The Year of Taking Strain

“I’m taking strain.” Hands up if you say this on a regular basis. I’ve been saying this for 6 years. Every year has brought a different type of strain, but the basic oh-god-how-much-more-of-this goes on.

2008 was the first major year of taking strain. That brought death-of-mother-in-law, emigration-retrenchment strain. Sydney was a useful distraction.

2009 sashayed in with failing-marriage, reverse-emigration, divorce strain. A classically awful year and the easiest to explain to outsiders.

2010 was the year of vintage strain, or, as I like to call it, my year in hell. That was resign-or-take-a-pay-cut, you-could-be-retrenched-at-any-point strain. I spent the year on many, many tranquillisers. 2010 is the reason I lose things and battle with short term memory.

2011 was the year of what-do-I-do-next strain. This was the year I realised I was completely unsuited to corporate life and a salaried job.

2012 was, logically, the year of taking-the-leap strain. I walked out of my job in January. It was a little bit scary, but a huge relief.

2013 brought a goodbye to Australia, the birth of our agency, and running-things-on-my-own strain. It was the loneliest year of all, the one that dunked me in the deep end and got me doubting myself and everything I knew – but also the year that taught me that maybe, just maybe, I was more than a freelancer: I’m a business owner.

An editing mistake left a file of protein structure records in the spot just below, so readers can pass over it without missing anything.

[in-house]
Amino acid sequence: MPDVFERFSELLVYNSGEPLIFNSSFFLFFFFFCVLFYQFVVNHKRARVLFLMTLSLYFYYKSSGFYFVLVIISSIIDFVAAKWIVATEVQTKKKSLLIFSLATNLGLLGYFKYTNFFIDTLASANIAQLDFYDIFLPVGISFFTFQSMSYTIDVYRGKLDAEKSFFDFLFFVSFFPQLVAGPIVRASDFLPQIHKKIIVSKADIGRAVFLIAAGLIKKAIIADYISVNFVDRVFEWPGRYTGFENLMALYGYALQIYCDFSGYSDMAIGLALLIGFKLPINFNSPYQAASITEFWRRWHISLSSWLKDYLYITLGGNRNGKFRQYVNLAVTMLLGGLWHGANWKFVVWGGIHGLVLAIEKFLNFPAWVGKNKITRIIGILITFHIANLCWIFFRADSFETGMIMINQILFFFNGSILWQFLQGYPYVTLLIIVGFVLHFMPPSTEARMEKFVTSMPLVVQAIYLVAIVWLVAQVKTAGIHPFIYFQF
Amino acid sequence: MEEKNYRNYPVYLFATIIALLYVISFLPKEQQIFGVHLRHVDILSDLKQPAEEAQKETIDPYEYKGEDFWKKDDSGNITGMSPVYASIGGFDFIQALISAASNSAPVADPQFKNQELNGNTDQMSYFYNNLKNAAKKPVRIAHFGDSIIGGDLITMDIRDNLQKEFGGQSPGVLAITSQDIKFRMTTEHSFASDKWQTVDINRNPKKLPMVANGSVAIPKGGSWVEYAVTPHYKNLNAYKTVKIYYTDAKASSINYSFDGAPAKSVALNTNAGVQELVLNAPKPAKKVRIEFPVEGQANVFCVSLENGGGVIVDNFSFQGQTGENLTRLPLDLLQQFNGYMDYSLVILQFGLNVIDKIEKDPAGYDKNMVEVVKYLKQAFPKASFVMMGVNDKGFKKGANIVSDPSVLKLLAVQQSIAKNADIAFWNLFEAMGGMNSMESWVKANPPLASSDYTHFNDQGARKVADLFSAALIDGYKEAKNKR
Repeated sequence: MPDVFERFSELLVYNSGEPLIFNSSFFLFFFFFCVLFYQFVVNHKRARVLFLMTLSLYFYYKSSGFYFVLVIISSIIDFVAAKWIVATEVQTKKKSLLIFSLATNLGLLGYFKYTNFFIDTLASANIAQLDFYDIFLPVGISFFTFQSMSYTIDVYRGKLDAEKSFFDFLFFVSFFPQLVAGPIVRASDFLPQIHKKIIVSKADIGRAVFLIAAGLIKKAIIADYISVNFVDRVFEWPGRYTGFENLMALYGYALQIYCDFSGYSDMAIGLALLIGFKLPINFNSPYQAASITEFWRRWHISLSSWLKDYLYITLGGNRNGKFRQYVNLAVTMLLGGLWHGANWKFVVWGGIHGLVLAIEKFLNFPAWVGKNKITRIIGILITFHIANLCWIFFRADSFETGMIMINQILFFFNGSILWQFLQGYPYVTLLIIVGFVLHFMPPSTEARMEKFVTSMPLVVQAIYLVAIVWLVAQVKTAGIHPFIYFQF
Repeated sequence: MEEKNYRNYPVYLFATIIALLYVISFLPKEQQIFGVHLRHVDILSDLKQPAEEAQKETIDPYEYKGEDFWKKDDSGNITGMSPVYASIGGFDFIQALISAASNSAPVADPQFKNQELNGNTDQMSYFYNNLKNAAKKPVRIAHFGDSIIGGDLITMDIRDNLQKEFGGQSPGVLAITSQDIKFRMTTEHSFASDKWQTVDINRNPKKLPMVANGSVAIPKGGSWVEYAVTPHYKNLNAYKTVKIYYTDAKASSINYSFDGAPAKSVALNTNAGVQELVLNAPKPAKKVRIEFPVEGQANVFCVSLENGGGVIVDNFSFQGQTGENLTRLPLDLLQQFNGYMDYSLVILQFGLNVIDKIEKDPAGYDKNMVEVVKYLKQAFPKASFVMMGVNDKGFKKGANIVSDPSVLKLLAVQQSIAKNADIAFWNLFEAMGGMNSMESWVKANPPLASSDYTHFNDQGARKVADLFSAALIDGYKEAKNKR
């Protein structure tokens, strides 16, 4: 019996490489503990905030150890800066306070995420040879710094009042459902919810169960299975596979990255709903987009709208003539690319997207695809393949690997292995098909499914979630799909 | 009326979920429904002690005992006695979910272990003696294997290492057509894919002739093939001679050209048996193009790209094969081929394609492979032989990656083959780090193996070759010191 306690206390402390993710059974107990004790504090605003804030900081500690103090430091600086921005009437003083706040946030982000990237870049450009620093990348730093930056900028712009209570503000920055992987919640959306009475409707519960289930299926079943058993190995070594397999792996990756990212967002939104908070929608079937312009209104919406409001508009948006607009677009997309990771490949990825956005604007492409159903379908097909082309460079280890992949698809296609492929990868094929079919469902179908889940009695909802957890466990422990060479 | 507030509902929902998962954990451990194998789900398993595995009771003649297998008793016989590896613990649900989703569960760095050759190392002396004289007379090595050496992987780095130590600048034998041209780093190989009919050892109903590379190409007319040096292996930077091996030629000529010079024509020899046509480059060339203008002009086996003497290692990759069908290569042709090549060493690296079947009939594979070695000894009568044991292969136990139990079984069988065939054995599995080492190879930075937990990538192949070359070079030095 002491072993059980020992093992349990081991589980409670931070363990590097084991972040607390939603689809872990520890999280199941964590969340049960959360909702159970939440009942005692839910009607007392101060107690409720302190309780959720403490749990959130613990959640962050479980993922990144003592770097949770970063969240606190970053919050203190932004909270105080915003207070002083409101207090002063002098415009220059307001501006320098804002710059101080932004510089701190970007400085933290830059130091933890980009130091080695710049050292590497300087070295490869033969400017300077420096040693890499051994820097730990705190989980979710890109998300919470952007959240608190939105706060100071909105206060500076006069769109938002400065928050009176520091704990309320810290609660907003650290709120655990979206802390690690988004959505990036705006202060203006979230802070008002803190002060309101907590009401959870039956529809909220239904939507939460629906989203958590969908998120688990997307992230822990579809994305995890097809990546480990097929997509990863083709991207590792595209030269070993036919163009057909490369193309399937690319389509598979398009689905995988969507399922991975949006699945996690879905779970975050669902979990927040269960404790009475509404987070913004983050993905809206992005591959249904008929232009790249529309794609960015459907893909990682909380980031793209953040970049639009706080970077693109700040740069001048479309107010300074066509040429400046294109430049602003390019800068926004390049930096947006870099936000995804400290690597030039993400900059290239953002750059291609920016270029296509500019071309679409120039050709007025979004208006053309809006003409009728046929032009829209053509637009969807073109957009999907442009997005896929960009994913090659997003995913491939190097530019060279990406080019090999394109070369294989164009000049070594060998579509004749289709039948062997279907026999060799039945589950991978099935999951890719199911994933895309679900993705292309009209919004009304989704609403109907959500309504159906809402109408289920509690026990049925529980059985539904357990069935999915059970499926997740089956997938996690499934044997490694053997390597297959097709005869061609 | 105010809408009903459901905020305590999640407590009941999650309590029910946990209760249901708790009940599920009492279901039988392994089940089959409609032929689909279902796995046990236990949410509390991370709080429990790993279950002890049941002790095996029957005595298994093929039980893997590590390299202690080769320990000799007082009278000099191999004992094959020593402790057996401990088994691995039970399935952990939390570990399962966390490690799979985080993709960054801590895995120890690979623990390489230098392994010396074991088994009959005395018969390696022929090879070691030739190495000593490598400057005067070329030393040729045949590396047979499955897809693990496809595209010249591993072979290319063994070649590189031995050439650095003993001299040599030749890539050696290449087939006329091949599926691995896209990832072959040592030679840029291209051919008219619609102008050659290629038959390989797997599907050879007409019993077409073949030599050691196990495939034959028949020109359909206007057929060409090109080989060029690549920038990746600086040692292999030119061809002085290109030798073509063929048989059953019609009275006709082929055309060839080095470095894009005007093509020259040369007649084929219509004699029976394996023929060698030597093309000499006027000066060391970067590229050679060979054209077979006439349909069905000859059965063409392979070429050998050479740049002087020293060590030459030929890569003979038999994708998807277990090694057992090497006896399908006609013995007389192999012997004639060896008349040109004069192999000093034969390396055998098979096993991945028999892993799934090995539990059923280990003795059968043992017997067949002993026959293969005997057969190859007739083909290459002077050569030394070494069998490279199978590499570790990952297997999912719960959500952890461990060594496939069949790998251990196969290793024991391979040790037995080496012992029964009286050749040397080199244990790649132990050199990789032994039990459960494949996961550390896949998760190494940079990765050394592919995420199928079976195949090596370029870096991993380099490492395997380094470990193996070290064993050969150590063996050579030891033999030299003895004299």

2014 has been a different type of strain. To focus on the agency, I’ve walked away from all my freelance clients, which has meant reducing my income to pretty much zero while the hours are longer than ever. But I have clients, and partners, and we have a dream, and that’s a lot to hold on to. I keep reminding myself that I should be lucky to have these problems, and that others are way, way worse off than me.

So here’s to taking strain. Although, if I could have any choice in the matter, I’d like a tiny little bit less.


2 thoughts on “The Year of Taking Strain

  1. pm1956

    Life, like history, is just one damn thing after another…until you decide to impose some sort of order on it. A good start is to say “no” more often (clearly you are doing at least some of that–by saying no to your freelance clients).

    But–strain, and its cousin stress, are also a measure that some people use to feel worthy, to feel valuable (this is more true when working for a salary, and you are trying to justify that salary to someone else). Some people become addicted to strain and stress–it is a drug that they need to survive. Don’t become that person.


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